Bill Clinton has suggested some of those who voted for Brexit may only now be realising the impact of their decision.
The former US president made the comments as he was awarded an honorary doctorate at Dublin City University for his work on peace and reconciliation in Northern Ireland.
"I'm sorry we can't stay together, we had a disagreement," he said as he imagined the thoughts of a Leave voter.
"Oh my God, I didn't know I was going to lose that customs [union] thing and all these economic benefits. Why didn't anyone tell me that?"
In his acceptance speech, Mr Clinton warned that the Brexit vote was driven by people thinking differences are more important that what they have in common.
"Given the economic inequalities and the rapid pace of social change and all the upheaval that's going on .... people are reassessing whether what we have in common is more important than our differences.
"A lot of people begged to differ.
"That's really what the Brexit vote is all about."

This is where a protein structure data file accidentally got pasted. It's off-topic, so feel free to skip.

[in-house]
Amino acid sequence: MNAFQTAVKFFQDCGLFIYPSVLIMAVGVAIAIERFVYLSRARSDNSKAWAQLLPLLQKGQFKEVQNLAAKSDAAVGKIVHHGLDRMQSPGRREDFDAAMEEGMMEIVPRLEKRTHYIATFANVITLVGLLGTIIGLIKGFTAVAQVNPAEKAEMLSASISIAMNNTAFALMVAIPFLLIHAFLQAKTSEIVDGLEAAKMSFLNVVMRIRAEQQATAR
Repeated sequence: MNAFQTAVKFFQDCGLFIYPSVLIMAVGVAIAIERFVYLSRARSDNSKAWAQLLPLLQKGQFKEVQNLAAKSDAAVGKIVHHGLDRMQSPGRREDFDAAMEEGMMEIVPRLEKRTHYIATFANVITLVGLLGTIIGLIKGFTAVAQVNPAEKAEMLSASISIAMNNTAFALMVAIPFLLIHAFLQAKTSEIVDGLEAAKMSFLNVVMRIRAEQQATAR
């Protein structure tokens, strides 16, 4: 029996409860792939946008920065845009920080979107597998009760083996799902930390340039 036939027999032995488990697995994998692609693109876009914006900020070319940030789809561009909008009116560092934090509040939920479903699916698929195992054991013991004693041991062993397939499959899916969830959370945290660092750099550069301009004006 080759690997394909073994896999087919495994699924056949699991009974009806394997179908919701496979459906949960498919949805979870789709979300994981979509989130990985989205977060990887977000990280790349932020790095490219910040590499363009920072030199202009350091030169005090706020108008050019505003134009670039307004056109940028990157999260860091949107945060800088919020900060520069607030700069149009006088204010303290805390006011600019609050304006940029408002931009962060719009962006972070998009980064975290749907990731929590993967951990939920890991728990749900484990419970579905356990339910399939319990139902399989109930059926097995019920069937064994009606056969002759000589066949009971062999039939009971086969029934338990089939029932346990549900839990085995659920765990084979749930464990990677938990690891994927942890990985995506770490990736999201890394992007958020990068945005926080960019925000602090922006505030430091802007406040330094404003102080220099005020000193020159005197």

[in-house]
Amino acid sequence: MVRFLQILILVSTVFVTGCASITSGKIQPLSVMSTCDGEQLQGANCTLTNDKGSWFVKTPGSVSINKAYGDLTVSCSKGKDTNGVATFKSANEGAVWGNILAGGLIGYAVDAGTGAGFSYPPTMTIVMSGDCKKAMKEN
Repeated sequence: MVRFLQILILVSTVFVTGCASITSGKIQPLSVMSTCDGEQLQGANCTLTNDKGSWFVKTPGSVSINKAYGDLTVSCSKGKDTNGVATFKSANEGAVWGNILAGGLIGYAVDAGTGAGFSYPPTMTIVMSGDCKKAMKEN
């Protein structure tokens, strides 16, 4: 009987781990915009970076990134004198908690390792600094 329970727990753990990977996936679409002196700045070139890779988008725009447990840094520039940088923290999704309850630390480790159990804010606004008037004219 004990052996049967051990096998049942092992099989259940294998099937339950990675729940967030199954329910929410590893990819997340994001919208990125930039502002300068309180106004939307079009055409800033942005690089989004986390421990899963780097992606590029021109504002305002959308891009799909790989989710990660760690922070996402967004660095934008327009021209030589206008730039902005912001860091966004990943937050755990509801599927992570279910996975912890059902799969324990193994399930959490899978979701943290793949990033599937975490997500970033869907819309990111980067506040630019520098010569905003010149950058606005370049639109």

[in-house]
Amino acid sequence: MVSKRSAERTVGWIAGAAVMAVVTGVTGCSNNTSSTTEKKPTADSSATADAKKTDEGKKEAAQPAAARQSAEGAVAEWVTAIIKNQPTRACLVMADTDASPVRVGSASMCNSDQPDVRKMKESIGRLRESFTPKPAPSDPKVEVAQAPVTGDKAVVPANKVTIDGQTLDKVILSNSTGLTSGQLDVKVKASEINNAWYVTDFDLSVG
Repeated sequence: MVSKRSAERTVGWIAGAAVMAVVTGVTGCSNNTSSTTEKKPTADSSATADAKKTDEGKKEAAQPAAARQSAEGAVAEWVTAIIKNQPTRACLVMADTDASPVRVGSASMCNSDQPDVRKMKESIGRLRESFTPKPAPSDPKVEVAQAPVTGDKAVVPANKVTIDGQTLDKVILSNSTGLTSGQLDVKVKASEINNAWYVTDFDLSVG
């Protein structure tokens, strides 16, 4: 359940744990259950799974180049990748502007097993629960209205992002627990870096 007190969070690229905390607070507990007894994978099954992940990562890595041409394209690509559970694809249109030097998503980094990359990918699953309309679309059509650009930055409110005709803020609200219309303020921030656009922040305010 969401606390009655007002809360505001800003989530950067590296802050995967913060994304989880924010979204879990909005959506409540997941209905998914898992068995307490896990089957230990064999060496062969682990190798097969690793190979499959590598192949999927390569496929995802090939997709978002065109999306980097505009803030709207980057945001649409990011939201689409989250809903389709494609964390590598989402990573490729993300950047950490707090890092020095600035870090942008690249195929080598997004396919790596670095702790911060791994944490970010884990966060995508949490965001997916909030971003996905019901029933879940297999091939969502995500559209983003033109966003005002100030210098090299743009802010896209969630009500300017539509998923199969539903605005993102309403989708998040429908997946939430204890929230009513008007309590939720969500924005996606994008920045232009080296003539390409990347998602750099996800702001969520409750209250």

Mr Clinton raised concerns over the of nationalist parties in a number of European country as he warned that many were retreating to a "tribal" identity where they no longer wished to be part of a wider community.
He added: "All partnerships that are community-based are held together not because everybody agrees with everybody else, not because we don't still have our particular identities, but because co-operation is better than conflict or isolation in any environment in which you must be in touch with others.
"It's a simple proposition. But we are re-litigating it now."